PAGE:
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Unread 04-03-2010, 12:56 AM   #1
ONDEDGE
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1980 CJ5 
 
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New LEDs and now my turn signals won't work.

I just finished installing led marker/turn signal lights on the front and rear of my 80 CJ-5. I checked the parking lights, turn signals, and hazards after installing each light. I installed the fronts first, then the tail lights. Everything worked fine until after I hooked up the last light.

Now, the parking lights all work. The hazards work, but flash at different frequencies depending on whether the parking lights are on and/or the engine is running.

If I activate the turn signals with the parking lights off, I get a slight illumination from 4 of the 24 LEDs in each light on the correct side, but no flash.

The brake lights work fine. I've re-checked the grounds on the last light and even ground down some additional metal to ensure I had a good ground.

I'm stumped. Thanks for any ideas.

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Unread 04-03-2010, 08:55 AM   #2
SirGCal
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You need to change your flasher module over to an LED approved one. Your stock one has no load on it so it's not working properly. My guess is it's flashing so fast (lowering the DC voltage), only a few leds actually get enough power.
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Unread 04-03-2010, 10:57 AM   #3
ONDEDGE
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Thanks for the input. Any idea which flasher modules will work with the LEDs? I've read that buying a "heavy duty" truck flasher will work.

Also, is it the gray box that I'm replacing or the cylinder shaped one that's attached directly to the fuse panel? It sounds like I need to replace the unit on the fuse panel because the other one is a relay, right?

Sorry for one more question, but if it's the one on the fuse panel, I have 2 separate flashers, one for the signals and one for the hazards. Should I replace both?

Thanks again for the info,

Edge
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Unread 04-03-2010, 11:43 AM   #4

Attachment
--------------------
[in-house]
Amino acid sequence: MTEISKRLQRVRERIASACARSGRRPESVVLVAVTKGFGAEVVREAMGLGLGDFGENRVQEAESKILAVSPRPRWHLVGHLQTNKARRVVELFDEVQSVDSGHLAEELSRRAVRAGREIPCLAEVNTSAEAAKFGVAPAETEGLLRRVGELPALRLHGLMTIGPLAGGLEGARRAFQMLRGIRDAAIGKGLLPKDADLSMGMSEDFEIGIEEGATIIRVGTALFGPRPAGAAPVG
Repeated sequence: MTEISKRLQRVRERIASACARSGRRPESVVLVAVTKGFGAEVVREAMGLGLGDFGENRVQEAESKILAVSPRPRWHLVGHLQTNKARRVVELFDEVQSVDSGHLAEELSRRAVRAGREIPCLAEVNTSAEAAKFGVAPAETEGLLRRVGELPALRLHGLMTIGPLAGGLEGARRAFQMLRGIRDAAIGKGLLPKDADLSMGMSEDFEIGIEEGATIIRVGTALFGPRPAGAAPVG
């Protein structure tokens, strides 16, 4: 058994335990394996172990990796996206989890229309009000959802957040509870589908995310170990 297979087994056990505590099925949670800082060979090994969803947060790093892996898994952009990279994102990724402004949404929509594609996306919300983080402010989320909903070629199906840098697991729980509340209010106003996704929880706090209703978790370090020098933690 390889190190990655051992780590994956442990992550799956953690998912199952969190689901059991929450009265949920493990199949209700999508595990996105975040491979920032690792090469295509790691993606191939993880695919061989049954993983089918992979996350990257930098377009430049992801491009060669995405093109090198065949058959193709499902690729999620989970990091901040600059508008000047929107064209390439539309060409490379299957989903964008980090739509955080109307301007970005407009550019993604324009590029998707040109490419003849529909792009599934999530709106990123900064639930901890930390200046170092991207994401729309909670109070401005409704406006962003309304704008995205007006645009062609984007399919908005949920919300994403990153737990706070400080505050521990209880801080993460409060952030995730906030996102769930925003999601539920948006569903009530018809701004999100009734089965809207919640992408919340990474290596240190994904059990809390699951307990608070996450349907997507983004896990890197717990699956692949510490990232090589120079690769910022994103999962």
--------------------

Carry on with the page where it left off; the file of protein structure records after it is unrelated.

SirGCal
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I'd need an FSM to know where and which your flasher unit is. There will be circuits for each but I believe only one flasher module. You could also try to modify your stock module. There should be however simply LED specific flasher modules available if you do some shopping for your vehicle.
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Sir G. Cal - 2k Sahara TJ

Living and loving on borrowed time. Life with Multiple Sclerosis. My MS/Life blog, Audio and Electronic write-ups, project how-tos, pictures, stories, and more.

Quote:
Originally Posted by SirGCal
If you can't take a nano-second to press shift/period/etc. and make proper sentences and paragraphs, I don't know if I can take a few minutes to respond to your topics... It doesn't have to be perfect by any means, but a little effort goes a long way.
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Unread 04-06-2010, 01:29 AM   #5
jeepjunkie85
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JP Magazine did a story on this problem a few months ago. If you go to there web site and look at "randys electrical corner articles" they tell you what to do and how to fix it.
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Unread 04-06-2010, 05:53 AM   #6
5-90
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Most Jeep vehicles use a standard #552 (light-duty) or #536 (heavy-duty, can switch/flash more lamp) flasher. Either of these may be replaced with the same part number for an electronic flasher (I used Tridon EL-12 for my replacements - not because I installed LED bulbs - yet - but beacuse I wanted to be able to tow without having my lamps go silly. I'll be building LED array lamps sometime in the future, and I'll document the project.)

The typical "silver can" flasher is called a "thermal" flasher, and works by a bimetallic strip. When current passes through the strip, it heats up and makes it flex. When it gets warm enough, it will flex enough to "break" the internal contacts and cool off. When it gets cool enough, it relaxes back and allows the contacts to "make."

An electronic flasher is a simple timer circuit controlling a relay. It doesn't care how many lamps are wired up to it (as long as it doesn't exceet the power/current rating of the flasher unit,) and it will work neatly with LEDs.

Of course, you've probably noted that a turn indicator bulb burning out is enough to change the flash rate. You won't get that "notice" of a bulb failure with an electronic flasher - since it will flash one lamp or twelve at the same rate (most are rated for up to twelve lamps per circuit.) So, regular lighting checks should be done (and they're something I do quarterly on all my vehicles as part of a "short inspection" anyhow. I do a comprehensive inspection - roughly what I used to do for commercial vehicles - annually.)

The typical electronic flasher unit should go for $10-15 at the local. If you have two flashers - one for turn indicators and one for hazzards - buy two.

The other advantage to electronic flashers? They tend to last far longer than "thermal" flashers - so you're getting your money's worth. Don't feel bad about spending it.
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